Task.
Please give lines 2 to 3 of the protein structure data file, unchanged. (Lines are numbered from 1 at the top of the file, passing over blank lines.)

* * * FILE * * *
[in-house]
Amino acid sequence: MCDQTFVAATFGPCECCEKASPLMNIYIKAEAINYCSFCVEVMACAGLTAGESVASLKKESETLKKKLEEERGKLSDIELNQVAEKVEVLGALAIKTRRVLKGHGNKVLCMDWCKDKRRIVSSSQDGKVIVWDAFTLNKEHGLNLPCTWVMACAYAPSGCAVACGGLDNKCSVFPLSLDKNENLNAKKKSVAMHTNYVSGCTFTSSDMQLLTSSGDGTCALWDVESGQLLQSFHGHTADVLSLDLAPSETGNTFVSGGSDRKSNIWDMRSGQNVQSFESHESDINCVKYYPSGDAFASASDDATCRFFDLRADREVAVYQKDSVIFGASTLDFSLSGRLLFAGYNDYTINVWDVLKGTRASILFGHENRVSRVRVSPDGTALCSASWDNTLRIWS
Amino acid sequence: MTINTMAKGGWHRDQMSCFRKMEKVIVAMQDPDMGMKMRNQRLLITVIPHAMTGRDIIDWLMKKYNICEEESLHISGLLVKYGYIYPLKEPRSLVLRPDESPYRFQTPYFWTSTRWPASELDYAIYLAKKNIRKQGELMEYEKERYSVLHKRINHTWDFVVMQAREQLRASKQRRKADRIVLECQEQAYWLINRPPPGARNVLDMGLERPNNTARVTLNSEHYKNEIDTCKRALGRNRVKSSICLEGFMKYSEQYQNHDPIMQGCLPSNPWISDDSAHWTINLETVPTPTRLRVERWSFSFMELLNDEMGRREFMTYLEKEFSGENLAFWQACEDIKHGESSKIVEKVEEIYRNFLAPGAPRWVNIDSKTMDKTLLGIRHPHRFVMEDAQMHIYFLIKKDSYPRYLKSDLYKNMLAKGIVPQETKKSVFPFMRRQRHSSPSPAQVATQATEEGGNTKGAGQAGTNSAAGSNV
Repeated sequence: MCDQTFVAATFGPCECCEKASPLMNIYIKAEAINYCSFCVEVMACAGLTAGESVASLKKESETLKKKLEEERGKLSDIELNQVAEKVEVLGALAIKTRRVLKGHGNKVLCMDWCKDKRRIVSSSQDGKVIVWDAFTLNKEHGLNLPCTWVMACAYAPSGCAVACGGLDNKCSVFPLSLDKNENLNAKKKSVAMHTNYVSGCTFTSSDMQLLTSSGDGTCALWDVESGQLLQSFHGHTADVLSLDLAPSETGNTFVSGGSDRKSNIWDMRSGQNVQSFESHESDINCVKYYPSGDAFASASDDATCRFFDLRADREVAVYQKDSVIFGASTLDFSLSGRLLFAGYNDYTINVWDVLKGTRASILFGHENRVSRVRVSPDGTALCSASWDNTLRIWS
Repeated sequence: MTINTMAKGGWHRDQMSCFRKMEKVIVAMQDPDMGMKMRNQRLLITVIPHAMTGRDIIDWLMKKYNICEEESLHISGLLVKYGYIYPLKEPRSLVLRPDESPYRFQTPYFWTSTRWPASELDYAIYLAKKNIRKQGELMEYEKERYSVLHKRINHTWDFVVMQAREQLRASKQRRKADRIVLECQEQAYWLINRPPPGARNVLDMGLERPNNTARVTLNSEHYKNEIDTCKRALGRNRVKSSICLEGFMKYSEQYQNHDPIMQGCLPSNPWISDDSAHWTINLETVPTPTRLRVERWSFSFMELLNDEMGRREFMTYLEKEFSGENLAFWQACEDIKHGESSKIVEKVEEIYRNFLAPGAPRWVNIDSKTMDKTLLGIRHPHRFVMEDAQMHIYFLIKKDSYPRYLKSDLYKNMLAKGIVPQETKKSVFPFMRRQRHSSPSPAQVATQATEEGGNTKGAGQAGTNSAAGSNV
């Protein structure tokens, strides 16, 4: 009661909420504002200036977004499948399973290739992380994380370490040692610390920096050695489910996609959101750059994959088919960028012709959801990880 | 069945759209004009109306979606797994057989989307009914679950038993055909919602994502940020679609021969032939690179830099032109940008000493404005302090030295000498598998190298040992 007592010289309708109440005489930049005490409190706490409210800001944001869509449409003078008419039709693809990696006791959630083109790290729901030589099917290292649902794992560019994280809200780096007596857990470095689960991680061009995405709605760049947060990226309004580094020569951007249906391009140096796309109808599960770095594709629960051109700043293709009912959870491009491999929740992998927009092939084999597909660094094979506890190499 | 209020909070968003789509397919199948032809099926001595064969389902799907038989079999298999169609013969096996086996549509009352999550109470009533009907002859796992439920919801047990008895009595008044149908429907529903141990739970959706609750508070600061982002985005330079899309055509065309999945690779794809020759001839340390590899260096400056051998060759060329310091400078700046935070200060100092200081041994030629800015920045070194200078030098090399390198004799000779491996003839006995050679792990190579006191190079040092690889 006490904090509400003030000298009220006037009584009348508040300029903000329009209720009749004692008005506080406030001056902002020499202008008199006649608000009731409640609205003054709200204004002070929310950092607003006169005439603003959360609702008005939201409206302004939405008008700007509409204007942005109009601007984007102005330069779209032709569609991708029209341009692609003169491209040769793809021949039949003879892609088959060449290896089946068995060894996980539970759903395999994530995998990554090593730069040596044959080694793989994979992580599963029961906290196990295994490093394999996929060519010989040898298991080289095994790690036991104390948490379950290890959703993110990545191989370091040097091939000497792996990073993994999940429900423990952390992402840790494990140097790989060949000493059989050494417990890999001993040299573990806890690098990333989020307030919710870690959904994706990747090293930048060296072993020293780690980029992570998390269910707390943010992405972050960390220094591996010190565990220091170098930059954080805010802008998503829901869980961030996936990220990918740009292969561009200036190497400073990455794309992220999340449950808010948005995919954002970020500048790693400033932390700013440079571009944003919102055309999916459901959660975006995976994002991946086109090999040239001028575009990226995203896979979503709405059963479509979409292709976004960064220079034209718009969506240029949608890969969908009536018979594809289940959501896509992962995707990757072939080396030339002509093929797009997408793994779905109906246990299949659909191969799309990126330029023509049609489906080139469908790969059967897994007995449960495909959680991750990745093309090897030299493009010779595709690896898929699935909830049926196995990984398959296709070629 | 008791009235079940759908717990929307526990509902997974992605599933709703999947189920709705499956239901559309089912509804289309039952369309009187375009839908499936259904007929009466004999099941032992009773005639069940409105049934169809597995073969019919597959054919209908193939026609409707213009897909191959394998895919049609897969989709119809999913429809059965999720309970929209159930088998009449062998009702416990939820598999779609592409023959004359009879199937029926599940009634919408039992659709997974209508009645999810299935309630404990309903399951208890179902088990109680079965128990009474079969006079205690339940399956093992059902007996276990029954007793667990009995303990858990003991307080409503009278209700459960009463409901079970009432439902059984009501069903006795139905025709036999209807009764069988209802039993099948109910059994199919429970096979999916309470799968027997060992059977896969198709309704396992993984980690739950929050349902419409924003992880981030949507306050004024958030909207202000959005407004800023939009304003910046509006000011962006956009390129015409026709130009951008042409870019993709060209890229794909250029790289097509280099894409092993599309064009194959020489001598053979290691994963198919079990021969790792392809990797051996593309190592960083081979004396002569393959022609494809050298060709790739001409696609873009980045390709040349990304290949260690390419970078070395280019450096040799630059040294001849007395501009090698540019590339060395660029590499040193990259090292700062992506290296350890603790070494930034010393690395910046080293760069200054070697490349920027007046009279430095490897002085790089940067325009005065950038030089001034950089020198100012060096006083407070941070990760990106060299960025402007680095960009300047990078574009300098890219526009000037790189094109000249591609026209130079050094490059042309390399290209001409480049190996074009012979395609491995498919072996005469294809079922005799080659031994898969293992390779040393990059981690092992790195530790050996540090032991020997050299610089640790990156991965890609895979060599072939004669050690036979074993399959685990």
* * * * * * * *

Amino acid sequence: MCDQTFVAATFGPCECCEKASPLMNIYIKAEAINYCSFCVEVMACAGLTAGESVASLKKESETLKKKLEEERGKLSDIELNQVAEKVEVLGALAIKTRRVLKGHGNKVLCMDWCKDKRRIVSSSQDGKVIVWDAFTLNKEHGLNLPCTWVMACAYAPSGCAVACGGLDNKCSVFPLSLDKNENLNAKKKSVAMHTNYVSGCTFTSSDMQLLTSSGDGTCALWDVESGQLLQSFHGHTADVLSLDLAPSETGNTFVSGGSDRKSNIWDMRSGQNVQSFESHESDINCVKYYPSGDAFASASDDATCRFFDLRADREVAVYQKDSVIFGASTLDFSLSGRLLFAGYNDYTINVWDVLKGTRASILFGHENRVSRVRVSPDGTALCSASWDNTLRIWS
Amino acid sequence: MTINTMAKGGWHRDQMSCFRKMEKVIVAMQDPDMGMKMRNQRLLITVIPHAMTGRDIIDWLMKKYNICEEESLHISGLLVKYGYIYPLKEPRSLVLRPDESPYRFQTPYFWTSTRWPASELDYAIYLAKKNIRKQGELMEYEKERYSVLHKRINHTWDFVVMQAREQLRASKQRRKADRIVLECQEQAYWLINRPPPGARNVLDMGLERPNNTARVTLNSEHYKNEIDTCKRALGRNRVKSSICLEGFMKYSEQYQNHDPIMQGCLPSNPWISDDSAHWTINLETVPTPTRLRVERWSFSFMELLNDEMGRREFMTYLEKEFSGENLAFWQACEDIKHGESSKIVEKVEEIYRNFLAPGAPRWVNIDSKTMDKTLLGIRHPHRFVMEDAQMHIYFLIKKDSYPRYLKSDLYKNMLAKGIVPQETKKSVFPFMRRQRHSSPSPAQVATQATEEGGNTKGAGQAGTNSAAGSNV